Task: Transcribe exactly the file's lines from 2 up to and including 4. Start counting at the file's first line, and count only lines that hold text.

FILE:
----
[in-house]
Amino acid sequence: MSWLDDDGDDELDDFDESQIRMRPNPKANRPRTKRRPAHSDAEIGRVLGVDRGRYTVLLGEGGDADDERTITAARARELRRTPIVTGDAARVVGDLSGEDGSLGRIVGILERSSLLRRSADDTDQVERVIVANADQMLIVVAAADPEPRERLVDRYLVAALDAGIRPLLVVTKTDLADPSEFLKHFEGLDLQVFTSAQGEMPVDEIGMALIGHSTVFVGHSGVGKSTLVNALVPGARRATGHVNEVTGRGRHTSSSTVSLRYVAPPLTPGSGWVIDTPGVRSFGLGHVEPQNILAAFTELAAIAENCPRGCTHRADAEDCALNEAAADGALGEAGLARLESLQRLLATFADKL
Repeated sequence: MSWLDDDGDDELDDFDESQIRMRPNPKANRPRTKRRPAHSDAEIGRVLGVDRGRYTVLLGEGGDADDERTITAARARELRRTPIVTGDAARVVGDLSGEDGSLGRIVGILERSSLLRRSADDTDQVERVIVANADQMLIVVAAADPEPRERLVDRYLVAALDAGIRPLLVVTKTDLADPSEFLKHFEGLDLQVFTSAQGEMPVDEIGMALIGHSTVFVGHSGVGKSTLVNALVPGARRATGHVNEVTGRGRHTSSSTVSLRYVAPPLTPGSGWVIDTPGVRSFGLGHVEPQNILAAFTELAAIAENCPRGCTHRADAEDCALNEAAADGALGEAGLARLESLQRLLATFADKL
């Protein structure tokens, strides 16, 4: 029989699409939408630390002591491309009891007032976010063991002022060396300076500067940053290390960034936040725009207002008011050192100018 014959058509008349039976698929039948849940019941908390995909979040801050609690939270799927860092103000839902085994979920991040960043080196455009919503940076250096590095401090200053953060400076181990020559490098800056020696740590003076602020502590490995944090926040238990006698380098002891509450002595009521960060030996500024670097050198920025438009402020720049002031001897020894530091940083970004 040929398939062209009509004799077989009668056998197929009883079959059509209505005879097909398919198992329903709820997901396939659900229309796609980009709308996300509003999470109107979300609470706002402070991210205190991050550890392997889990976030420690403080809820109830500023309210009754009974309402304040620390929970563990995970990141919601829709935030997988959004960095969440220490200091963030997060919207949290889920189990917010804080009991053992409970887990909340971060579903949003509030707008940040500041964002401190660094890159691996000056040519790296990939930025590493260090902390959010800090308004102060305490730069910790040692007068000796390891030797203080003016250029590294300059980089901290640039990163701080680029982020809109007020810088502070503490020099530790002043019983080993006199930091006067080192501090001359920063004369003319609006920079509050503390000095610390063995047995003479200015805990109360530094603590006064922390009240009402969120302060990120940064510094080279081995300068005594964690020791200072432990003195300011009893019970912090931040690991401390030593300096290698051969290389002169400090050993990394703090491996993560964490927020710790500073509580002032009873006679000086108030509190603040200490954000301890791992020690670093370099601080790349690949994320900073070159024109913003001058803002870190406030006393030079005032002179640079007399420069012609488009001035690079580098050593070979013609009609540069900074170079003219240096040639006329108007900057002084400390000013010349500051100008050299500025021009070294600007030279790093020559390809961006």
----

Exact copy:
Amino acid sequence: MSWLDDDGDDELDDFDESQIRMRPNPKANRPRTKRRPAHSDAEIGRVLGVDRGRYTVLLGEGGDADDERTITAARARELRRTPIVTGDAARVVGDLSGEDGSLGRIVGILERSSLLRRSADDTDQVERVIVANADQMLIVVAAADPEPRERLVDRYLVAALDAGIRPLLVVTKTDLADPSEFLKHFEGLDLQVFTSAQGEMPVDEIGMALIGHSTVFVGHSGVGKSTLVNALVPGARRATGHVNEVTGRGRHTSSSTVSLRYVAPPLTPGSGWVIDTPGVRSFGLGHVEPQNILAAFTELAAIAENCPRGCTHRADAEDCALNEAAADGALGEAGLARLESLQRLLATFADKL
Repeated sequence: MSWLDDDGDDELDDFDESQIRMRPNPKANRPRTKRRPAHSDAEIGRVLGVDRGRYTVLLGEGGDADDERTITAARARELRRTPIVTGDAARVVGDLSGEDGSLGRIVGILERSSLLRRSADDTDQVERVIVANADQMLIVVAAADPEPRERLVDRYLVAALDAGIRPLLVVTKTDLADPSEFLKHFEGLDLQVFTSAQGEMPVDEIGMALIGHSTVFVGHSGVGKSTLVNALVPGARRATGHVNEVTGRGRHTSSSTVSLRYVAPPLTPGSGWVIDTPGVRSFGLGHVEPQNILAAFTELAAIAENCPRGCTHRADAEDCALNEAAADGALGEAGLARLESLQRLLATFADKL
């Protein structure tokens, strides 16, 4: 029989699409939408630390002591491309009891007032976010063991002022060396300076500067940053290390960034936040725009207002008011050192100018 014959058509008349039976698929039948849940019941908390995909979040801050609690939270799927860092103000839902085994979920991040960043080196455009919503940076250096590095401090200053953060400076181990020559490098800056020696740590003076602020502590490995944090926040238990006698380098002891509450002595009521960060030996500024670097050198920025438009402020720049002031001897020894530091940083970004 040929398939062209009509004799077989009668056998197929009883079959059509209505005879097909398919198992329903709820997901396939659900229309796609980009709308996300509003999470109107979300609470706002402070991210205190991050550890392997889990976030420690403080809820109830500023309210009754009974309402304040620390929970563990995970990141919601829709935030997988959004960095969440220490200091963030997060919207949290889920189990917010804080009991053992409970887990909340971060579903949003509030707008940040500041964002401190660094890159691996000056040519790296990939930025590493260090902390959010800090308004102060305490730069910790040692007068000796390891030797203080003016250029590294300059980089901290640039990163701080680029982020809109007020810088502070503490020099530790002043019983080993006199930091006067080192501090001359920063004369003319609006920079509050503390000095610390063995047995003479200015805990109360530094603590006064922390009240009402969120302060990120940064510094080279081995300068005594964690020791200072432990003195300011009893019970912090931040690991401390030593300096290698051969290389002169400090050993990394703090491996993560964490927020710790500073509580002032009873006679000086108030509190603040200490954000301890791992020690670093370099601080790349690949994320900073070159024109913003001058803002870190406030006393030079005032002179640079007399420069012609488009001035690079580098050593070979013609009609540069900074170079003219240096040639006329108007900057002084400390000013010349500051100008050299500025021009070294600007030279790093020559390809961006």